Appropriating the Recent Past: Meaning-Making Processes through Time
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Maracaná. If you ask any Uruguayan youth about the events of Maracaná, anyone will most likely be able to answer what it means. The intergenerational transmission of the narrative of the 1950 soccer World Cup victory has been passed on for several generations. This narrative centers on how the Uruguayan national team was able to overcome incredible difficulties in order to win against Brazil in Brazil. The Brazilian team was the favorite to win, being on its own ground and with 250,000 fans cheering, and having defeated all their rivals in previous games in huge upsets (e.g., Spain lost against them, 6–1). The Uruguayan team were the underdogs, but they played to win. The team captain, Obdulio Varela, coined a phrase then that is still remembered today, “los de afuera son de palo” [those outside are made of wood], meaning that the team had to ignore the loud cheers of Brazilian fans, and the comments of all experts who went against them — to focus on winning. After a heroic game that ended with Uruguay’s victory, 2-1 over Brazil, the narrative of the “garra charrúa”1 [Charrua’s-go-get-it attitude] was constructed. This narrative highlights team spirit and the desire to win, as well as the courage and fearlessness of the players. The Maracaná narrative contributes to a national identity construction where Uruguayans see themselves as confident, brave, and hopeful in the face of adversity.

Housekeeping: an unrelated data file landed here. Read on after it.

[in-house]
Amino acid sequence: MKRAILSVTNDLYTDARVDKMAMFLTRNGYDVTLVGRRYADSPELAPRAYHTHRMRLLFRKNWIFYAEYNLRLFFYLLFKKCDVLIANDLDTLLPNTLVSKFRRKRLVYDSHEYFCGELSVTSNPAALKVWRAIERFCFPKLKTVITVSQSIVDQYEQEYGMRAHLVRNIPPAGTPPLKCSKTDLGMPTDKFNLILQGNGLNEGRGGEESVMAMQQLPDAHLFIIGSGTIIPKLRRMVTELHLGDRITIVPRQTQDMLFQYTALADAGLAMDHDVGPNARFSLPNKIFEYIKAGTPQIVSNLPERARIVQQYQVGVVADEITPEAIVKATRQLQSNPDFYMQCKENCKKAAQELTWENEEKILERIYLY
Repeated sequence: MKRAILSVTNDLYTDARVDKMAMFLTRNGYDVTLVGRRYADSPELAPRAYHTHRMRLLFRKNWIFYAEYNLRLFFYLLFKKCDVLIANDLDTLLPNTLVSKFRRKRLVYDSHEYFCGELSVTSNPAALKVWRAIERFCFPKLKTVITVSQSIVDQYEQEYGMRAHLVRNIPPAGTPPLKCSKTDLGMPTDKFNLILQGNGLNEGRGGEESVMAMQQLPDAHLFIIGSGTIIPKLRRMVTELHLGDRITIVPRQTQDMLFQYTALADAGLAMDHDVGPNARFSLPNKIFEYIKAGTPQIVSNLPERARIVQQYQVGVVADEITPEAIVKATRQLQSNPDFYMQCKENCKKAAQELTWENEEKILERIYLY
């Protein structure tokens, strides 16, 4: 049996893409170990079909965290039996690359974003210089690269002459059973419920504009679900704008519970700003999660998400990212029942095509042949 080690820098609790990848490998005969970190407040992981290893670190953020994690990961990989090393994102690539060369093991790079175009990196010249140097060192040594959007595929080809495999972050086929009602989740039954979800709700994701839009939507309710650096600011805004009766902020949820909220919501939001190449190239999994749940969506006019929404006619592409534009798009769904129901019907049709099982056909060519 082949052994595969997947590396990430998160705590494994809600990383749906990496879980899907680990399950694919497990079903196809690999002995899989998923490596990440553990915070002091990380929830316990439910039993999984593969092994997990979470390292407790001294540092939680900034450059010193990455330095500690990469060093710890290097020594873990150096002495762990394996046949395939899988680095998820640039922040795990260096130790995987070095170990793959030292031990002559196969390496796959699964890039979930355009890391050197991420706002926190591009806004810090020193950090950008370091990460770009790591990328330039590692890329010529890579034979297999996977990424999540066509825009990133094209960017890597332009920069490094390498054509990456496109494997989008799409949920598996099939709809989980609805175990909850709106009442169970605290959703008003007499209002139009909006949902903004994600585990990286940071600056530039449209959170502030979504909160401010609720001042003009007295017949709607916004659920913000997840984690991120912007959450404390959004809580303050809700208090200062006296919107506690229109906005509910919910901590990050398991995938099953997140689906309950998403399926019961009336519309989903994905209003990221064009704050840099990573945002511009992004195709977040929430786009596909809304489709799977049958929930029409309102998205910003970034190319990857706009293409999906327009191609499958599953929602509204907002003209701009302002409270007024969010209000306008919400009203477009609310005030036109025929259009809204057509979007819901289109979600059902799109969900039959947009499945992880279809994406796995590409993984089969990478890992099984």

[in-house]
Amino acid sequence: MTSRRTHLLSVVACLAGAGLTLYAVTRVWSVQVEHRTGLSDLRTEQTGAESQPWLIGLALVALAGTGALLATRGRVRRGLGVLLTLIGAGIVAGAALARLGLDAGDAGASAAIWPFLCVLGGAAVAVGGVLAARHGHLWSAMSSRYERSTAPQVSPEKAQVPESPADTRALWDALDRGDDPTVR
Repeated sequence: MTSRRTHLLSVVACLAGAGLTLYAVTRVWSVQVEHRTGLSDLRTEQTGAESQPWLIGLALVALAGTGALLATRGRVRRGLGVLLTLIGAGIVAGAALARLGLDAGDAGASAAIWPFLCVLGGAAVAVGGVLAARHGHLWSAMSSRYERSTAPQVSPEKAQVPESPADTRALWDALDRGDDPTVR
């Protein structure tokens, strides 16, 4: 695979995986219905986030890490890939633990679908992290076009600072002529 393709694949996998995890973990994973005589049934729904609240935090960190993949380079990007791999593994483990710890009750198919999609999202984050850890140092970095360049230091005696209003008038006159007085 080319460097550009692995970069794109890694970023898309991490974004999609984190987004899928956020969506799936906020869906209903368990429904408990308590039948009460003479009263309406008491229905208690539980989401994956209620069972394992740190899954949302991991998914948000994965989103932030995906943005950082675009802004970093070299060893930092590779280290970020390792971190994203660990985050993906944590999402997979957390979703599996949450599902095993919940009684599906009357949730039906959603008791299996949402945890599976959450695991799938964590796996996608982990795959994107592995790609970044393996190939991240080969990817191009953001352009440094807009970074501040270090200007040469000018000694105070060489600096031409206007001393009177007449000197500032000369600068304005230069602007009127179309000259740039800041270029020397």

KeywordsRecent Past Intergenerational Transmission Transitional Justice Dominant Narrative Historical Consciousness
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